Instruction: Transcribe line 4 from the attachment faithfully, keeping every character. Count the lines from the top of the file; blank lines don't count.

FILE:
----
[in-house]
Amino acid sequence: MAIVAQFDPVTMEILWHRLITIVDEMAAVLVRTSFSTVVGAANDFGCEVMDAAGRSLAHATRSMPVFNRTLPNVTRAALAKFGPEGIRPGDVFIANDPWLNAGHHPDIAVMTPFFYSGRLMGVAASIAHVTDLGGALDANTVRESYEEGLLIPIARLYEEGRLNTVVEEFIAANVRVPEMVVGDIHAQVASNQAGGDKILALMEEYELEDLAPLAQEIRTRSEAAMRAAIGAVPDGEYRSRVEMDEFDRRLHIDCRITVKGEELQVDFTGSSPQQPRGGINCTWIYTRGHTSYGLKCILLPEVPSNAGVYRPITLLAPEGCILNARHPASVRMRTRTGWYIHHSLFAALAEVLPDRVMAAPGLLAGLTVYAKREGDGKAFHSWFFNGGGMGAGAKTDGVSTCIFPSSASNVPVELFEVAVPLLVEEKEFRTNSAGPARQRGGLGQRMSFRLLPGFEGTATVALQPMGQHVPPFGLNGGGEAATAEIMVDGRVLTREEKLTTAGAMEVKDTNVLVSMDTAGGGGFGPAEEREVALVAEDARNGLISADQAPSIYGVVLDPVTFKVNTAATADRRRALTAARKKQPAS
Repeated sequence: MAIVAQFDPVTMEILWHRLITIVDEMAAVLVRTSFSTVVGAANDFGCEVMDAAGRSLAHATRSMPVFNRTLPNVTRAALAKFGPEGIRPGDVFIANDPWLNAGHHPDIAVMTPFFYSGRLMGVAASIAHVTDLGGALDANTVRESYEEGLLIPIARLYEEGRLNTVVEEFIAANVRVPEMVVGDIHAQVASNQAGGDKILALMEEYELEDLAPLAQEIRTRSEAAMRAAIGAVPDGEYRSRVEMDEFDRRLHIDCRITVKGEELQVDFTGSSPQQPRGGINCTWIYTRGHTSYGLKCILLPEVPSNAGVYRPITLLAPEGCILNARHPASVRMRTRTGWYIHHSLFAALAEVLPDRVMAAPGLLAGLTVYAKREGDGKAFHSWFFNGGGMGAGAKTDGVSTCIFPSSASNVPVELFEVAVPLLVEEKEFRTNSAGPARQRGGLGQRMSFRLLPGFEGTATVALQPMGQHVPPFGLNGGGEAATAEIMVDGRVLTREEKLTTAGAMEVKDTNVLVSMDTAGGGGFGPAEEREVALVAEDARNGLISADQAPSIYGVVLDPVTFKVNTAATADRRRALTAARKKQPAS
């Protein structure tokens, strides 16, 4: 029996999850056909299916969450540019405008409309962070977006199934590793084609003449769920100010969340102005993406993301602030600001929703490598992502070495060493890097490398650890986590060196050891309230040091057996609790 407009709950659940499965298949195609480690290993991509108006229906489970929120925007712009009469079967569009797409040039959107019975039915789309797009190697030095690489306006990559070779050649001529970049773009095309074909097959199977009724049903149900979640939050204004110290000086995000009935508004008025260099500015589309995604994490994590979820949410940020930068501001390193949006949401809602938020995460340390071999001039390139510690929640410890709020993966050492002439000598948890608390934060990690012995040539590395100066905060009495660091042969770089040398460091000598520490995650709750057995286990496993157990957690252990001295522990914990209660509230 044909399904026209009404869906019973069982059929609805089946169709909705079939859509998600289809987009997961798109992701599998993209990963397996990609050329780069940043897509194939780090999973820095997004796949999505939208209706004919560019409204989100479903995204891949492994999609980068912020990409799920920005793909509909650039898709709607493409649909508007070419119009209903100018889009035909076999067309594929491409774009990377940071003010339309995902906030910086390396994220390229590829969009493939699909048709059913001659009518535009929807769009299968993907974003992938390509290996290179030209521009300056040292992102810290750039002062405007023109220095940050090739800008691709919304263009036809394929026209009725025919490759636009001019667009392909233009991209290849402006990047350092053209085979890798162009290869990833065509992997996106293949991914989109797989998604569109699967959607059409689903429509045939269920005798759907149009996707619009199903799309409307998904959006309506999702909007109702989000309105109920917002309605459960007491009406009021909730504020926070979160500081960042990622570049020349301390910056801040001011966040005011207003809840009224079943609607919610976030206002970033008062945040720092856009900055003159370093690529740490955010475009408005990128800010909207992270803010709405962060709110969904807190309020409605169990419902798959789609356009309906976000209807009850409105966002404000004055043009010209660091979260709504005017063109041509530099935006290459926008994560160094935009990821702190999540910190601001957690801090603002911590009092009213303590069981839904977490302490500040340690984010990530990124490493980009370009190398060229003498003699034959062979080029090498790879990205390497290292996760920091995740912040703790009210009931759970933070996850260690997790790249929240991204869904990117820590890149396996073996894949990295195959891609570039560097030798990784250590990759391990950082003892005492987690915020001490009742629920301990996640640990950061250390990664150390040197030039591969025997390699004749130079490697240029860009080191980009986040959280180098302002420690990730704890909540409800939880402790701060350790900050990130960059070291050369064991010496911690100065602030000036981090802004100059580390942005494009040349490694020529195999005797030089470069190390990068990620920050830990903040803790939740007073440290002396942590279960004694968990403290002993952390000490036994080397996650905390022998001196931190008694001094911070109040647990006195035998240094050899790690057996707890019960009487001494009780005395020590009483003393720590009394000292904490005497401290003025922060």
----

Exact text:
């Protein structure tokens, strides 16, 4: 029996999850056909299916969450540019405008409309962070977006199934590793084609003449769920100010969340102005993406993301602030600001929703490598992502070495060493890097490398650890986590060196050891309230040091057996609790 407009709950659940499965298949195609480690290993991509108006229906489970929120925007712009009469079967569009797409040039959107019975039915789309797009190697030095690489306006990559070779050649001529970049773009095309074909097959199977009724049903149900979640939050204004110290000086995000009935508004008025260099500015589309995604994490994590979820949410940020930068501001390193949006949401809602938020995460340390071999001039390139510690929640410890709020993966050492002439000598948890608390934060990690012995040539590395100066905060009495660091042969770089040398460091000598520490995650709750057995286990496993157990957690252990001295522990914990209660509230 044909399904026209009404869906019973069982059929609805089946169709909705079939859509998600289809987009997961798109992701599998993209990963397996990609050329780069940043897509194939780090999973820095997004796949999505939208209706004919560019409204989100479903995204891949492994999609980068912020990409799920920005793909509909650039898709709607493409649909508007070419119009209903100018889009035909076999067309594929491409774009990377940071003010339309995902906030910086390396994220390229590829969009493939699909048709059913001659009518535009929807769009299968993907974003992938390509290996290179030209521009300056040292992102810290750039002062405007023109220095940050090739800008691709919304263009036809394929026209009725025919490759636009001019667009392909233009991209290849402006990047350092053209085979890798162009290869990833065509992997996106293949991914989109797989998604569109699967959607059409689903429509045939269920005798759907149009996707619009199903799309409307998904959006309506999702909007109702989000309105109920917002309605459960007491009406009021909730504020926070979160500081960042990622570049020349301390910056801040001011966040005011207003809840009224079943609607919610976030206002970033008062945040720092856009900055003159370093690529740490955010475009408005990128800010909207992270803010709405962060709110969904807190309020409605169990419902798959789609356009309906976000209807009850409105966002404000004055043009010209660091979260709504005017063109041509530099935006290459926008994560160094935009990821702190999540910190601001957690801090603002911590009092009213303590069981839904977490302490500040340690984010990530990124490493980009370009190398060229003498003699034959062979080029090498790879990205390497290292996760920091995740912040703790009210009931759970933070996850260690997790790249929240991204869904990117820590890149396996073996894949990295195959891609570039560097030798990784250590990759391990950082003892005492987690915020001490009742629920301990996640640990950061250390990664150390040197030039591969025997390699004749130079490697240029860009080191980009986040959280180098302002420690990730704890909540409800939880402790701060350790900050990130960059070291050369064991010496911690100065602030000036981090802004100059580390942005494009040349490694020529195999005797030089470069190390990068990620920050830990903040803790939740007073440290002396942590279960004694968990403290002993952390000490036994080397996650905390022998001196931190008694001094911070109040647990006195035998240094050899790690057996707890019960009487001494009780005395020590009483003393720590009394000292904490005497401290003025922060």